Those seeking asylum in the United States face several hurdles before they can gain protection, no matter why they fled their country of origin. The process begins with the filing of Form I-589, and according to U.S. Citizenship and Immigration Services, this document remains viable for one year from the filing date.
If you recently filed this form, you may want to understand the steps that follow your application and what circumstances, if any, may hinder the process.
Filing Form I-589
Before you file form I-589, there are a few qualifications you must meet first. These apply to anyone seeking asylum in the U.S., such as if you have not yet received a Notice To Appear form from the United States Department of Homeland Security and if you filed the form 22 days before you received your notice to appear. The USCIS will notify you by mail once it accepts your I-589.
Executive office review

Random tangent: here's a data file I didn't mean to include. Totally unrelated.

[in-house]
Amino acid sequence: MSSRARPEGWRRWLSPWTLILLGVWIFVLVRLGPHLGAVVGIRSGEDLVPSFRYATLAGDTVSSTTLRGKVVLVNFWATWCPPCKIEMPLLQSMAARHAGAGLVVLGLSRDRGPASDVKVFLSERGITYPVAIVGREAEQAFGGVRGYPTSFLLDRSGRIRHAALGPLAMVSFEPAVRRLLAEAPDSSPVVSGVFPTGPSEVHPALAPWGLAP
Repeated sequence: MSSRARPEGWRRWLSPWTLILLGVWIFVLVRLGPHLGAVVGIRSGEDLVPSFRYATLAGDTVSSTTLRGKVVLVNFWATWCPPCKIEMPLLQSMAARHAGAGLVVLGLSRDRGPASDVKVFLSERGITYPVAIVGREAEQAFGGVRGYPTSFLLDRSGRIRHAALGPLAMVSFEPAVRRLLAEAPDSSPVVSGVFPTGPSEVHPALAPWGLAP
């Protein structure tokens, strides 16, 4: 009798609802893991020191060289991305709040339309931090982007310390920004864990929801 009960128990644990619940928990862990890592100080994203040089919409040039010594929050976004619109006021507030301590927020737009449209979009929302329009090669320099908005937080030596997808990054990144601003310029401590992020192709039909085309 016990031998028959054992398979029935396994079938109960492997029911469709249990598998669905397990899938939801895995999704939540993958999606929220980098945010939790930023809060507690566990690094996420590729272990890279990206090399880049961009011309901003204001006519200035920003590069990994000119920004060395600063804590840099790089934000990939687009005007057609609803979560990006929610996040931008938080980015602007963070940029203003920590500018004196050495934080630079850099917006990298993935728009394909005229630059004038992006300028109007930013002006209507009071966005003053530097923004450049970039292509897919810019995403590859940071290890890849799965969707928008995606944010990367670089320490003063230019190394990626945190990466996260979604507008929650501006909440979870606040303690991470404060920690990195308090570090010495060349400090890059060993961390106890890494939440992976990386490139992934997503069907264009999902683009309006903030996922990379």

Once the USCIS accepts your I-589, it will continue on to the Executive Office for Immigration Review. There, officials either accept or reject the application based on your current status. It is important that your address matches the one on file with the EOIR, or your file may become lost, making it necessary for you to resubmit it.
Notice to appear
Your status within the immigration courts can affect how the government handles your I-589. For example, if you have not yet received a Notice to Appear, your form is eligible for filing within the system.
The local immigration court sends out NTA letters after the processing of an I-589. Those seeking asylum may have to submit further requests and circumstances in writing to the USCIS.